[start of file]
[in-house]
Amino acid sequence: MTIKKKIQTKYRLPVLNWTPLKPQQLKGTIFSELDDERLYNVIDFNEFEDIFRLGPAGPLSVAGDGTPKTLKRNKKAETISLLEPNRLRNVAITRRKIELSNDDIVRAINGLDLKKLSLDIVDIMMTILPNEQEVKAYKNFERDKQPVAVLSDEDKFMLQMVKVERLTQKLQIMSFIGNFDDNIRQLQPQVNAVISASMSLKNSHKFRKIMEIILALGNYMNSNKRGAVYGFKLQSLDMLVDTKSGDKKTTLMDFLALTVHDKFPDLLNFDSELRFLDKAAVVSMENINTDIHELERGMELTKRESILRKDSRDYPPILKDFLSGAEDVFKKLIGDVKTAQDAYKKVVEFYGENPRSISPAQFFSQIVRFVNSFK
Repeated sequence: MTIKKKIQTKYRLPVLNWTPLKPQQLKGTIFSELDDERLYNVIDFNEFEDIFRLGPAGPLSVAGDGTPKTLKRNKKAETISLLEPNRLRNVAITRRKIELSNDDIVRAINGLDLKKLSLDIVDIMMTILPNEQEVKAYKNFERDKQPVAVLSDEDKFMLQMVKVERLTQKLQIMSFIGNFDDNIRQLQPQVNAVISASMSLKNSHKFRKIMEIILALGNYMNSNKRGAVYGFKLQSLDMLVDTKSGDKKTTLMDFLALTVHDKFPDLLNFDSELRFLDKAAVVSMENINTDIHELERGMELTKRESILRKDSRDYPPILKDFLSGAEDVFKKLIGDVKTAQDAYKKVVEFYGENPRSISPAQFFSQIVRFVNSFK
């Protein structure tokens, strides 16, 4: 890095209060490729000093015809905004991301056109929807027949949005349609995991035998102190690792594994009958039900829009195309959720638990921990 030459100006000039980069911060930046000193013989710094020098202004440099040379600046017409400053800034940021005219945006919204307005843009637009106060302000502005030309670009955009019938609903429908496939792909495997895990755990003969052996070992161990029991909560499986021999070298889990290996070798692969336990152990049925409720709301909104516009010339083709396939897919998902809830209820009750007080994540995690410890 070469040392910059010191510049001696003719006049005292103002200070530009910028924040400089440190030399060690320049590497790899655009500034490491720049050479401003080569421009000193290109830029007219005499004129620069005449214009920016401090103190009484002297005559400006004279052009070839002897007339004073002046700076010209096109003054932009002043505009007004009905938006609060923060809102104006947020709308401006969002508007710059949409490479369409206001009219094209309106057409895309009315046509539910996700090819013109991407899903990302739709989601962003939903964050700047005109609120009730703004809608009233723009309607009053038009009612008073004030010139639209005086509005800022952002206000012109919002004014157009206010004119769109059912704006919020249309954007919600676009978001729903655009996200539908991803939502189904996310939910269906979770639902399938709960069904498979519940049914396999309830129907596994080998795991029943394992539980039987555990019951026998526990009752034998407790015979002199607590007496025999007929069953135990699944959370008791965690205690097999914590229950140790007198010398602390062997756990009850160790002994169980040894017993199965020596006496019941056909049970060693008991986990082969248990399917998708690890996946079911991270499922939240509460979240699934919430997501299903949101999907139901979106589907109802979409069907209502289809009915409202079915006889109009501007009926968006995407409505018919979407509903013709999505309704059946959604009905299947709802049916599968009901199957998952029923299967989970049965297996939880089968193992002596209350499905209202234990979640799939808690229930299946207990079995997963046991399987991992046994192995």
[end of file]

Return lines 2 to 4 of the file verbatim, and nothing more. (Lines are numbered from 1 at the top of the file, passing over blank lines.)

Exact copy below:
Amino acid sequence: MTIKKKIQTKYRLPVLNWTPLKPQQLKGTIFSELDDERLYNVIDFNEFEDIFRLGPAGPLSVAGDGTPKTLKRNKKAETISLLEPNRLRNVAITRRKIELSNDDIVRAINGLDLKKLSLDIVDIMMTILPNEQEVKAYKNFERDKQPVAVLSDEDKFMLQMVKVERLTQKLQIMSFIGNFDDNIRQLQPQVNAVISASMSLKNSHKFRKIMEIILALGNYMNSNKRGAVYGFKLQSLDMLVDTKSGDKKTTLMDFLALTVHDKFPDLLNFDSELRFLDKAAVVSMENINTDIHELERGMELTKRESILRKDSRDYPPILKDFLSGAEDVFKKLIGDVKTAQDAYKKVVEFYGENPRSISPAQFFSQIVRFVNSFK
Repeated sequence: MTIKKKIQTKYRLPVLNWTPLKPQQLKGTIFSELDDERLYNVIDFNEFEDIFRLGPAGPLSVAGDGTPKTLKRNKKAETISLLEPNRLRNVAITRRKIELSNDDIVRAINGLDLKKLSLDIVDIMMTILPNEQEVKAYKNFERDKQPVAVLSDEDKFMLQMVKVERLTQKLQIMSFIGNFDDNIRQLQPQVNAVISASMSLKNSHKFRKIMEIILALGNYMNSNKRGAVYGFKLQSLDMLVDTKSGDKKTTLMDFLALTVHDKFPDLLNFDSELRFLDKAAVVSMENINTDIHELERGMELTKRESILRKDSRDYPPILKDFLSGAEDVFKKLIGDVKTAQDAYKKVVEFYGENPRSISPAQFFSQIVRFVNSFK
């Protein structure tokens, strides 16, 4: 890095209060490729000093015809905004991301056109929807027949949005349609995991035998102190690792594994009958039900829009195309959720638990921990 030459100006000039980069911060930046000193013989710094020098202004440099040379600046017409400053800034940021005219945006919204307005843009637009106060302000502005030309670009955009019938609903429908496939792909495997895990755990003969052996070992161990029991909560499986021999070298889990290996070798692969336990152990049925409720709301909104516009010339083709396939897919998902809830209820009750007080994540995690410890 070469040392910059010191510049001696003719006049005292103002200070530009910028924040400089440190030399060690320049590497790899655009500034490491720049050479401003080569421009000193290109830029007219005499004129620069005449214009920016401090103190009484002297005559400006004279052009070839002897007339004073002046700076010209096109003054932009002043505009007004009905938006609060923060809102104006947020709308401006969002508007710059949409490479369409206001009219094209309106057409895309009315046509539910996700090819013109991407899903990302739709989601962003939903964050700047005109609120009730703004809608009233723009309607009053038009009612008073004030010139639209005086509005800022952002206000012109919002004014157009206010004119769109059912704006919020249309954007919600676009978001729903655009996200539908991803939502189904996310939910269906979770639902399938709960069904498979519940049914396999309830129907596994080998795991029943394992539980039987555990019951026998526990009752034998407790015979002199607590007496025999007929069953135990699944959370008791965690205690097999914590229950140790007198010398602390062997756990009850160790002994169980040894017993199965020596006496019941056909049970060693008991986990082969248990399917998708690890996946079911991270499922939240509460979240699934919430997501299903949101999907139901979106589907109802979409069907209502289809009915409202079915006889109009501007009926968006995407409505018919979407509903013709999505309704059946959604009905299947709802049916599968009901199957998952029923299967989970049965297996939880089968193992002596209350499905209202234990979640799939808690229930299946207990079995997963046991399987991992046994192995």